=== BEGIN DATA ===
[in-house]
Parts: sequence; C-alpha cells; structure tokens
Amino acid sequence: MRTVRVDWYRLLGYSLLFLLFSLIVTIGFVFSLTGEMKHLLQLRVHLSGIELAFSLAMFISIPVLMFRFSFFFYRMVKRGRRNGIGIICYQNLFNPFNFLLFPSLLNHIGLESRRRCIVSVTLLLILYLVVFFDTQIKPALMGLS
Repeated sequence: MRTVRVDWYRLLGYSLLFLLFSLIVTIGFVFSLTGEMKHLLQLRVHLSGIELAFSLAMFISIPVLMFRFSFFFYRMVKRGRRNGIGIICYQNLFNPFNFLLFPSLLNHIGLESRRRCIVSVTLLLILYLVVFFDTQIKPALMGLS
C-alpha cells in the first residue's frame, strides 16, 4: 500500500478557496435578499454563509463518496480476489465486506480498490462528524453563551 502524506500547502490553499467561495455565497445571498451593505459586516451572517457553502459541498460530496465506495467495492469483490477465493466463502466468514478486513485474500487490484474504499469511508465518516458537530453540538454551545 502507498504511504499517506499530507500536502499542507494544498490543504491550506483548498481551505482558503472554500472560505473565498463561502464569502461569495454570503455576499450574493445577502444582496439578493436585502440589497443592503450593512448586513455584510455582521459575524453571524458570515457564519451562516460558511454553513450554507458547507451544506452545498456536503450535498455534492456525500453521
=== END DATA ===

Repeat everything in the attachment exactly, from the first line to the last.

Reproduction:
[in-house]
Parts: sequence; C-alpha cells; structure tokens
Amino acid sequence: MRTVRVDWYRLLGYSLLFLLFSLIVTIGFVFSLTGEMKHLLQLRVHLSGIELAFSLAMFISIPVLMFRFSFFFYRMVKRGRRNGIGIICYQNLFNPFNFLLFPSLLNHIGLESRRRCIVSVTLLLILYLVVFFDTQIKPALMGLS
Repeated sequence: MRTVRVDWYRLLGYSLLFLLFSLIVTIGFVFSLTGEMKHLLQLRVHLSGIELAFSLAMFISIPVLMFRFSFFFYRMVKRGRRNGIGIICYQNLFNPFNFLLFPSLLNHIGLESRRRCIVSVTLLLILYLVVFFDTQIKPALMGLS
C-alpha cells in the first residue's frame, strides 16, 4: 500500500478557496435578499454563509463518496480476489465486506480498490462528524453563551 502524506500547502490553499467561495455565497445571498451593505459586516451572517457553502459541498460530496465506495467495492469483490477465493466463502466468514478486513485474500487490484474504499469511508465518516458537530453540538454551545 502507498504511504499517506499530507500536502499542507494544498490543504491550506483548498481551505482558503472554500472560505473565498463561502464569502461569495454570503455576499450574493445577502444582496439578493436585502440589497443592503450593512448586513455584510455582521459575524453571524458570515457564519451562516460558511454553513450554507458547507451544506452545498456536503450535498455534492456525500453521